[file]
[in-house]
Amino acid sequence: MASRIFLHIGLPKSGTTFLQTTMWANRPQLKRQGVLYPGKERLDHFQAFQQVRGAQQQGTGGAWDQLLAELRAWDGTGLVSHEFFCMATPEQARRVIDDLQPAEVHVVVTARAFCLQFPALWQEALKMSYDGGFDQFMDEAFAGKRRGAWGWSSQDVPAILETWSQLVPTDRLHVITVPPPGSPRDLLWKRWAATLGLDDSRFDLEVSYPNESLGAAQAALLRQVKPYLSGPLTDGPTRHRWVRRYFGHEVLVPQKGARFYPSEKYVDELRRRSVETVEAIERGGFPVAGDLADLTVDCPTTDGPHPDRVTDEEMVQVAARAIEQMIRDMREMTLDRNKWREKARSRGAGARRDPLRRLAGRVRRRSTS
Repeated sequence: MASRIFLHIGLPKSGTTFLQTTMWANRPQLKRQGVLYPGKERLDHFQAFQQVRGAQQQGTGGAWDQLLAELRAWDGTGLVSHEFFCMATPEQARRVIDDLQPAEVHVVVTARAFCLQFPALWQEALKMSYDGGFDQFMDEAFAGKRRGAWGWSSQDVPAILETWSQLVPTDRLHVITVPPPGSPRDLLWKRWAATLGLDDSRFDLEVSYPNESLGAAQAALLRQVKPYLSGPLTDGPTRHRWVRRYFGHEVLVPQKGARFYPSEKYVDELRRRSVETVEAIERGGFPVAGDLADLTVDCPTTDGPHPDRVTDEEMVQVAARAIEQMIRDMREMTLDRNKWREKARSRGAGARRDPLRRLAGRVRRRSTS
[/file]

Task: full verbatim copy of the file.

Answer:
[in-house]
Amino acid sequence: MASRIFLHIGLPKSGTTFLQTTMWANRPQLKRQGVLYPGKERLDHFQAFQQVRGAQQQGTGGAWDQLLAELRAWDGTGLVSHEFFCMATPEQARRVIDDLQPAEVHVVVTARAFCLQFPALWQEALKMSYDGGFDQFMDEAFAGKRRGAWGWSSQDVPAILETWSQLVPTDRLHVITVPPPGSPRDLLWKRWAATLGLDDSRFDLEVSYPNESLGAAQAALLRQVKPYLSGPLTDGPTRHRWVRRYFGHEVLVPQKGARFYPSEKYVDELRRRSVETVEAIERGGFPVAGDLADLTVDCPTTDGPHPDRVTDEEMVQVAARAIEQMIRDMREMTLDRNKWREKARSRGAGARRDPLRRLAGRVRRRSTS
Repeated sequence: MASRIFLHIGLPKSGTTFLQTTMWANRPQLKRQGVLYPGKERLDHFQAFQQVRGAQQQGTGGAWDQLLAELRAWDGTGLVSHEFFCMATPEQARRVIDDLQPAEVHVVVTARAFCLQFPALWQEALKMSYDGGFDQFMDEAFAGKRRGAWGWSSQDVPAILETWSQLVPTDRLHVITVPPPGSPRDLLWKRWAATLGLDDSRFDLEVSYPNESLGAAQAALLRQVKPYLSGPLTDGPTRHRWVRRYFGHEVLVPQKGARFYPSEKYVDELRRRSVETVEAIERGGFPVAGDLADLTVDCPTTDGPHPDRVTDEEMVQVAARAIEQMIRDMREMTLDRNKWREKARSRGAGARRDPLRRLAGRVRRRSTS